Tag Archives: Doctor Who

Build your own K-9 robotic companion

Relive the days of Doctor Who by creating your own K-9 replica with Arduino, XBee and SparkFun.

For those who may not be familiar with Doctor Who, K-9 was the name of the steadfast companion in the long-running British science fiction TV series. In these stories, the robotic dog proved useful for the powerful laser weapon concealed in his nose, his encyclopedic knowledge, his vast computer intelligence, among many other things. In fact, the character still holds a special place in the hearts of the show’s rabid fan base, just ask Maker “MrBithead942.”


“I’ve been a Whovian for many years and the 4th Doctor (Tom Baker) will always be my favorite. There are many reasons including his playful quirkiness, colorful scarf, his fondness for Jelly Babies, but definitely K-9, his robot dog companion,” the Maker writes. “30+ years later, I finally built up the courage and skills (and funds) to try to build a replica K-9 for my own and I’m really happy with the results!”

In total, MrBithead942’s project took just about four months to build entirely from scratch. The replica’s shell is comprised of the a light, bendable and easy-to-machine plastic HPDE, which required a custom plastic bender to get the angles just right. The rest of the body was made up of various custom laser-cut parts.


K-9’s frame consists of an aluminum channel, which houses several electronic components including an Arduino Uno (ATmega328) and an XBee shield tasked with handling the remote voice, eye sensors, a few RGB LED strips, and in true Doctor Who fashion, a laser on its nose. An additional Arduino is also paired with an Adafruit motor shield to control the linear actuator for the neck movement, while a Raspberry Pi drives its built-in LCD screen.

Beyond that, the Maker’s very own robotic dog is radio controlled, made possible through the use of a SparkFun Fio (ATmega32U4) attached to another XBee, a 16×2 LCD, a 1000mAH rechargeable LiPo battery, and a few other components to help keep the robot on its wireless leash. Meanwhile, an Adafruit Class D Amp circuit was used to boost the signal of an embedded MP3 module for voice playback.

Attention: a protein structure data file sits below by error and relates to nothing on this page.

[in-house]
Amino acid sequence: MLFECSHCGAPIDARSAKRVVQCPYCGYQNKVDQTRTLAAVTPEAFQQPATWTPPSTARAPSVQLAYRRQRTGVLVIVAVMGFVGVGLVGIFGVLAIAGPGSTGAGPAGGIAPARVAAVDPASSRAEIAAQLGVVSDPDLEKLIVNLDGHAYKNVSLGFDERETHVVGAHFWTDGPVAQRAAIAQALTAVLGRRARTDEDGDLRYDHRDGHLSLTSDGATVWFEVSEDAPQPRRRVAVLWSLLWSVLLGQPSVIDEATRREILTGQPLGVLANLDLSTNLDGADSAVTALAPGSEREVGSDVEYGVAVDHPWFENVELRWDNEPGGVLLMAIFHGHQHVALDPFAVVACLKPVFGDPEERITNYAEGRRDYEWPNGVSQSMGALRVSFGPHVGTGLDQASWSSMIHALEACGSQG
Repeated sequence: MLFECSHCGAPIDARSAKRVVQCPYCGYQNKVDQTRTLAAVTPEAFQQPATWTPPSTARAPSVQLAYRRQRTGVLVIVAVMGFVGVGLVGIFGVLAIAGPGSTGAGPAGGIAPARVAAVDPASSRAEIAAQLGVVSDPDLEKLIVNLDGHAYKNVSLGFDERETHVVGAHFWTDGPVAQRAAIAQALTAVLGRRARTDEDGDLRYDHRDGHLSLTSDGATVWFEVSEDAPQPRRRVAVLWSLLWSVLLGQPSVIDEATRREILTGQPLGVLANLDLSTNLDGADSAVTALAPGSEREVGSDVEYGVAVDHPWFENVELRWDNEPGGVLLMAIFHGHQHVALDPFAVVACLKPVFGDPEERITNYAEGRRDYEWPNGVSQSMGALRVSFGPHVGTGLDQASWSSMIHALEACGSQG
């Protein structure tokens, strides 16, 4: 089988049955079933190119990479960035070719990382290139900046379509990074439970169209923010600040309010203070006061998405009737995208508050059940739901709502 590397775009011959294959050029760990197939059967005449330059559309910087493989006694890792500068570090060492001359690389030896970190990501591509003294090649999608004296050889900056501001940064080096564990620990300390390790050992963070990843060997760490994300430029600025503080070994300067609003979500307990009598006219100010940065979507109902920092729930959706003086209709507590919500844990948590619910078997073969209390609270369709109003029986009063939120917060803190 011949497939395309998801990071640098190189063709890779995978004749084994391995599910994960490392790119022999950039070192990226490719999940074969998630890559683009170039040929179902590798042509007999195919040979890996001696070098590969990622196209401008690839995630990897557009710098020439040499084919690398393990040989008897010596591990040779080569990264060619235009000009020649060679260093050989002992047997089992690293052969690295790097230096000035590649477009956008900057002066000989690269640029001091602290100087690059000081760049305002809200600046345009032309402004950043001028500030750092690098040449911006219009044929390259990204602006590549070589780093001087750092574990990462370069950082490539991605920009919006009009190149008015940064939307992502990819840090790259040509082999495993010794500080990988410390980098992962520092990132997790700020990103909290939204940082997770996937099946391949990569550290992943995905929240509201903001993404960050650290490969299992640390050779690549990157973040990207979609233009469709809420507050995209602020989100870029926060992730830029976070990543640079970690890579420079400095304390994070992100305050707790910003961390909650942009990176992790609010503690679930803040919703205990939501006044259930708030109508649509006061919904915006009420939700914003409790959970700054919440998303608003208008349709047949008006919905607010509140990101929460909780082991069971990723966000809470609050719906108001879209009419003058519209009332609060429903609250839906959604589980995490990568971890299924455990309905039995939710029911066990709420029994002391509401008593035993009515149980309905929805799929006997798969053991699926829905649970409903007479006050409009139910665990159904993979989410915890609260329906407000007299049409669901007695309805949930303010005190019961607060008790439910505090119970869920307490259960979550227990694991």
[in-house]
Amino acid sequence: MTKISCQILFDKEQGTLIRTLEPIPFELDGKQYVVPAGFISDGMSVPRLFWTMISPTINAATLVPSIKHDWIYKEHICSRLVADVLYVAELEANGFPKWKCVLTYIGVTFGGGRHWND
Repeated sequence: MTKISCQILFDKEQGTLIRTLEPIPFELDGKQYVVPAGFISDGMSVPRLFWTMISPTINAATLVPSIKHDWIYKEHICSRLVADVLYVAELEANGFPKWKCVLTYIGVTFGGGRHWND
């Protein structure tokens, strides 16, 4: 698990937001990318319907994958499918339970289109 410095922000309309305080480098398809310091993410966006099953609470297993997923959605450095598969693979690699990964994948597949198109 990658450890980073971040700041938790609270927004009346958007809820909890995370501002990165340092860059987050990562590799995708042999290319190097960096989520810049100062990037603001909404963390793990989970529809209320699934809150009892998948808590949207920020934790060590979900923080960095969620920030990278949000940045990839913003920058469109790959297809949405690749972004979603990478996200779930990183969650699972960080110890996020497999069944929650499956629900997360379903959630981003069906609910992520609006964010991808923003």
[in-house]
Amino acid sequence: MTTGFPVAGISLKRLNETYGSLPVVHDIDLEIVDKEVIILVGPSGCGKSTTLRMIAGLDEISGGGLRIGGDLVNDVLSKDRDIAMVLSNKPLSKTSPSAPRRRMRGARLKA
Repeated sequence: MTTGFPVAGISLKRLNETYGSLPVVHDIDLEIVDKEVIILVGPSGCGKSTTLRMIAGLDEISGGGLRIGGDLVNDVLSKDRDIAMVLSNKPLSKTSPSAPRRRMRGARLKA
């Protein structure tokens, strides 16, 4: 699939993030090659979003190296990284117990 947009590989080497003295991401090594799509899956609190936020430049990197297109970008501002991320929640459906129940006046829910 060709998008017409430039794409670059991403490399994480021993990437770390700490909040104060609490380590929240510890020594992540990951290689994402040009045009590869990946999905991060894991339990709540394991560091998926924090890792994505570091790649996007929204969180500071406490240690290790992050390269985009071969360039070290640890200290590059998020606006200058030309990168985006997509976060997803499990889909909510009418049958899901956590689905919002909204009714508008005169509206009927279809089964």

Aside from just remote-controlled movements, the DIY canine sidekick features triggered playback of 12 different voices and sound clips from the original TV series, glowing red eyes, a movable head and power switches along its back.

Intrigued? Relive your Doctor Who days by checking out the entire project here, or watching it in action below.


Replicating Doctor Who’s K9 with Arduino

We seem to have a passion for Maker’s that faithfully recreate movie props here at Bits & Pieces. Our latest installment features an Australian teen that has launched an Indiegogo campaign to bring K9 from Doctor Who to life.


K9, the steadfast companion of a past iteration of Doctor Who, holds a special place in the hearts of the show’s rabid fan base. Adam Lloyd explains his decision to embark on this project, “To me K9 was one of the unsung heroes of the long-running BBC series Doctor Who and deserved to be brought back to life.”

As the project progressed, the bills kept piling up in Lloyd’s attempt to bring the robotic dog to life. In true Maker spirit, he has reached out the to robotics, engineering and Doctor Who communities for support in finishing the job.


He dubs the project’s current state as “semi-functional,” currently seeking for $500 to complete the replica. As far as status goes, the prop dog possesses the ability to navigate around, its computer systems (primary brain) are now online and his lights are functioning. The inner workings of K9 include 12 Atmel-powered Arduino boards, which are “probably enough wire to make it to Melbourne and back,” the Maker tells Stuff.co.nz.

In the future, Lloyd hopes to install a 60” projector into the side of the unit so that the dog can display his favorite Doctor Who episodes. He also looks to implement imaging sensors so that the canine will be able to differentiate between humans and objects, thus allowing him to eventually autonomously navigate his surroundings.


Though the Maker may not be looking to mass-produce the K9, he does aspire to bring awareness to the robotics community with this project. “Electronics isn’t as hard as you think. It’s no longer for the nerds and geeks of the school, anyone can create amazing things with a little bit of know-how; and I hope K-9 sparks some interest,” he tells Stuff.co.nz.


If cats have nine lives, how many do time traveling robotic dogs have? Help fund his project and find out! The Maker notes that all donors, despite amount, will receive their name printed on the inside of of the Atmel-based K9.